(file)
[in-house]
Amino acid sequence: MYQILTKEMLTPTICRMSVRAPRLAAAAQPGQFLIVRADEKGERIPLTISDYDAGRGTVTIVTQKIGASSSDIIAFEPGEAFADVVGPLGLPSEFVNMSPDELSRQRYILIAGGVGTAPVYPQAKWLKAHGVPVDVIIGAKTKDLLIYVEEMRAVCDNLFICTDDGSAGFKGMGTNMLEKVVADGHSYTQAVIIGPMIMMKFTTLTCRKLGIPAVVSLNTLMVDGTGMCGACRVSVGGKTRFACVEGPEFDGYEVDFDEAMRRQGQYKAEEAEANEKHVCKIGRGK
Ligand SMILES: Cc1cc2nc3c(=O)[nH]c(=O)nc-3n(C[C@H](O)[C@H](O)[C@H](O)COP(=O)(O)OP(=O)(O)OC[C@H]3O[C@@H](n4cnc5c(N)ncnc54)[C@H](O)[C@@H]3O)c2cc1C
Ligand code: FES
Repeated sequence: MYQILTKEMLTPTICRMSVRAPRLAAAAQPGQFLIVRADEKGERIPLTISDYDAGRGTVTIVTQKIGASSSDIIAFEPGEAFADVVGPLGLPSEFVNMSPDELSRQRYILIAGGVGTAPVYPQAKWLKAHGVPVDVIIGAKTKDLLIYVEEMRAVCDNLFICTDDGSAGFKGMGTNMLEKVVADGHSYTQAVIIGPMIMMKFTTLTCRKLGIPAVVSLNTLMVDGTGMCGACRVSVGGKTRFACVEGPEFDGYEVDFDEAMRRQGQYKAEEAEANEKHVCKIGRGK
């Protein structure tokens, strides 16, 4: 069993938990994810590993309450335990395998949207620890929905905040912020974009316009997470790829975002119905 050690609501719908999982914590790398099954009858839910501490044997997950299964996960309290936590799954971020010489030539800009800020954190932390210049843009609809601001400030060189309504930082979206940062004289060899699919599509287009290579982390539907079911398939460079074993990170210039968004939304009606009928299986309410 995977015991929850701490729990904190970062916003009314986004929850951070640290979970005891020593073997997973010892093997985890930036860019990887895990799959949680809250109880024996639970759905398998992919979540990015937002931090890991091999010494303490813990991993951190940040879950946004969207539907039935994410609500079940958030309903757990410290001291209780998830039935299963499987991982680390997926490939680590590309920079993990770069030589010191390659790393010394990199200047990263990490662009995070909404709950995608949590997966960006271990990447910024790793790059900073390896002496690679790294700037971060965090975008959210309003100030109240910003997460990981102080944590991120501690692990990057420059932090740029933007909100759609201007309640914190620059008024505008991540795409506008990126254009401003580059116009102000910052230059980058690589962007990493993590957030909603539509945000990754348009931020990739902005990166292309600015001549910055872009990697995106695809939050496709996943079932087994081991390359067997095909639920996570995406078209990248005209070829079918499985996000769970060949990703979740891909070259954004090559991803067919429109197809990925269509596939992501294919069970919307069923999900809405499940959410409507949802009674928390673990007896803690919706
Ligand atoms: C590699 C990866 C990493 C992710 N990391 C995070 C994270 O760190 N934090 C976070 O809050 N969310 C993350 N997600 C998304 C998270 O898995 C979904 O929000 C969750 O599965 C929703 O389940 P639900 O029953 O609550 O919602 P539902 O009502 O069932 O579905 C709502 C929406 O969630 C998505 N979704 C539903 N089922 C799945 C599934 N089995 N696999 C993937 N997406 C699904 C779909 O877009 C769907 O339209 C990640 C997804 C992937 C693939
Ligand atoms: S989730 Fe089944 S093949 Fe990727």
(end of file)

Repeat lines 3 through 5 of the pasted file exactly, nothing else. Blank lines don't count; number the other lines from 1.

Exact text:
Ligand SMILES: Cc1cc2nc3c(=O)[nH]c(=O)nc-3n(C[C@H](O)[C@H](O)[C@H](O)COP(=O)(O)OP(=O)(O)OC[C@H]3O[C@@H](n4cnc5c(N)ncnc54)[C@H](O)[C@@H]3O)c2cc1C
Ligand code: FES
Repeated sequence: MYQILTKEMLTPTICRMSVRAPRLAAAAQPGQFLIVRADEKGERIPLTISDYDAGRGTVTIVTQKIGASSSDIIAFEPGEAFADVVGPLGLPSEFVNMSPDELSRQRYILIAGGVGTAPVYPQAKWLKAHGVPVDVIIGAKTKDLLIYVEEMRAVCDNLFICTDDGSAGFKGMGTNMLEKVVADGHSYTQAVIIGPMIMMKFTTLTCRKLGIPAVVSLNTLMVDGTGMCGACRVSVGGKTRFACVEGPEFDGYEVDFDEAMRRQGQYKAEEAEANEKHVCKIGRGK